Some time ago I published a somewhat postmodern analysis of Indiana Jones as fieldworker. Continuing in that vein, or next model for linguistic fieldwork comes from Stargate. Daniel Jackson is a fieldworker after my own heart. Not only is a detailed knowledge of historical linguistics vital to the success of his field research (“oh, it’s just a dialect related to Middle Egyptian”); he also illustrates the difficulties of monolingual field research and the possibilities of personal entanglements of a dubious ethical nature. He speaks a lot of languages, most of which are ultimately useless for the task which puts him in the most danger. He comes up with magical analyses from highly corrupted data, and he somehow doesn’t seem to notice that he’s working with a bunch of nutters. Finally, he is also keenly aware of local capacity building.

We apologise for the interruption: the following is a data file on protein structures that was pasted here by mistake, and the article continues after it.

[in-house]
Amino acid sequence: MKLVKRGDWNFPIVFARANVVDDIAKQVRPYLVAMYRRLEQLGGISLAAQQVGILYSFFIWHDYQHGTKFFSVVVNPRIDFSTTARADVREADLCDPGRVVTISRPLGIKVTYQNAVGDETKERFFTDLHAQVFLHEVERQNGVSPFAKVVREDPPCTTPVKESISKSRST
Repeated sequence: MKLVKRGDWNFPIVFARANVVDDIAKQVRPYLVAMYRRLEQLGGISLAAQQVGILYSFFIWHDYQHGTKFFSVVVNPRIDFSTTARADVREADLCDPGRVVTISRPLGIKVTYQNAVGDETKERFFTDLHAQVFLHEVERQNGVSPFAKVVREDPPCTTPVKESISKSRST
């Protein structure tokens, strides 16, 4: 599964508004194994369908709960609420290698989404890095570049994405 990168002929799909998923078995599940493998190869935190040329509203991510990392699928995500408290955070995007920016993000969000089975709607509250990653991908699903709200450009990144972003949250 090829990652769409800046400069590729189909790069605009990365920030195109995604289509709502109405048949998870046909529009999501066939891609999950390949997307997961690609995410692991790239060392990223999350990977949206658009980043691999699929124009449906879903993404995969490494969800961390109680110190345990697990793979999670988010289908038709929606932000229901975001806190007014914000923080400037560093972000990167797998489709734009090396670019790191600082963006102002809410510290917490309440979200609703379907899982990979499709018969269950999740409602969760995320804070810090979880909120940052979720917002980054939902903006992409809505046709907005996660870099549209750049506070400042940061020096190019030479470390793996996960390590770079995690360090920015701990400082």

anggarrgoon on How many languages were spoken… Shannon.Jackson on How many languages were spoken… anggarrgoon on The 4000th Bardi dictionary… Miriam Ifould on The 4000th Bardi dictionary… anggarrgoon on The 4000th Bardi dictionary… lenny on The 4000th Bardi dictionary… anggarrgoon on Language of the week: Gur… JayBW on Language of the week: Gur… Kevin Salisbury on Google Earth Phylogenetics Christian DiCanio on Talk slides